Central to the hall was a large holographic display which gave a bird’s eye view of a computer generated recreation of the destruction of the city of Sunnydale California. When they first arrived it was just at the end of the sequence showing the flooding of the crater, but then it reset, to show the city that had stood there before the cataclysm. Miles listened to the voice from the earbug he had received on entering the pavilion as it described the events leading up to the collapse: telling how noxious gasses escaping from underground had forced the evacuation of the city mere days before, though at the time no one had known the source of the vapours, or what they foreshadowed.
Then the collapse began, centered on a building that the voice in his ear told him was Sunnydale High School. Miles watched the ring of destruction growing, racing outward from that center. He thought that the tiny image of some sort of yellow ground vehicle racing through the streets of the city ahead of the collapsing ground was a bit too much dramatic license though. He watched the scene replay a couple of times, and decided that there was nothing really to be learned from it. It gave the same false sounding account that he had already read in the tourist brochures.
They moved farther into the pavilion, and Miles saw that there were several flat images on the walls that depicted the same yellow vehicle. On these larger images he could clearly see the “Sunnydale Unified School District” in black lettering on the side of it, and the captions for the pictures identified it as a “School Bus.” As he approached one image that showed the bus stopped diagonally across the road, only tens of meters away from the edge of the crater, and surrounded by a group of people that appeared to be mostly teenaged girls, his earbug told him that this vehicle had been the last one out of Sunnydale. The picture he was looking at now had been taken by the first of the rescue squads that had been dispatched from surrounding cities to arrive on the scene.
More photos showed the same group of people…about twenty, mostly girls, most of whom Miles didn’t think could have been even eighteen years old. Three or four of them might have been in their early twenties. There were only four men, two of them over thirty, and another pair that looked like they were the same age as the oldest of the girls. He could see that many of them were injured. He could see the scrapes, lacerations and bruises. His combat experienced eyes didn’t see injuries that might have been caused by collapsing buildings, which was the explanation given for them by his earbug. He looked back at his Armsmen. “Roic? Back when you were with the Municipal Guard, if you saw someone who looked like that…” He pointed to a picture of a blonde girl who had bruises and cuts on her face, and judging by the blood on her clothes, some sort of wound in her side. “…what would you think?”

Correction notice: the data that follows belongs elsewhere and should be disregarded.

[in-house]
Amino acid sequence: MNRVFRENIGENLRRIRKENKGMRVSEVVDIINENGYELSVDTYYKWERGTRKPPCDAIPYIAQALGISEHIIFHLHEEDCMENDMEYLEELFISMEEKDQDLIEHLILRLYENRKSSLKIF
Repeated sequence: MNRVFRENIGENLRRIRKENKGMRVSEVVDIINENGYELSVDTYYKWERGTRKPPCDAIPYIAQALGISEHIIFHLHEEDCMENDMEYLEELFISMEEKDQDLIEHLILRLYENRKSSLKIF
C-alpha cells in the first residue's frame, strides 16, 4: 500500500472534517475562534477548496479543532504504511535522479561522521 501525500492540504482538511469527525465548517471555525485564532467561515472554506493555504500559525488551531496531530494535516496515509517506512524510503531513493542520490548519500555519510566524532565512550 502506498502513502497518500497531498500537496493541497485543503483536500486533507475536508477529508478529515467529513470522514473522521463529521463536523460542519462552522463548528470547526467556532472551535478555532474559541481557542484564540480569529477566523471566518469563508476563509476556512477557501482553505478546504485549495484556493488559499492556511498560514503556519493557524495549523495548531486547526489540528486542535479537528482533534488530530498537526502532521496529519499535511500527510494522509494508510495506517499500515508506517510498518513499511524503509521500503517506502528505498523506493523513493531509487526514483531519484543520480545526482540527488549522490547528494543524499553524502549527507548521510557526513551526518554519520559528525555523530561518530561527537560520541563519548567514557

“I’d think she’d been in a hell of a fight, m’lord.”
“Not a collapsing building.”
“Didn’t think so,” said Miles.
He scanned the faces of the people in the pictures. There was something about them that didn’t mesh with survivors of a natural disaster. A look about their eyes, but it was too hard to tell such things from a static photograph. His earbug announced that a vid presentation, including archival 21st century material, was about to begin in the pavilion theatre. Miles decided he wanted to see it.
Roic took up station outside the small theatre where he could see anyone who tried to approach it. He and Jankowski had already surreptitiously scanned the few other people wandering around the pavilion and found that they were all weaponless. Not even a stunner among them. Earth was such a nice, civilised, peaceful (at least at the moment) planet, and it took special care to ensure that nothing happened that might cause the tourists to stay away. It did still have a small community of Komarran expatriates though, many of whom might jump at the chance to kill the son of the man who had conquered their old homeworld. M’lord’s Armsmen had been fully briefed on what had happened the last time m’lord had visited Earth.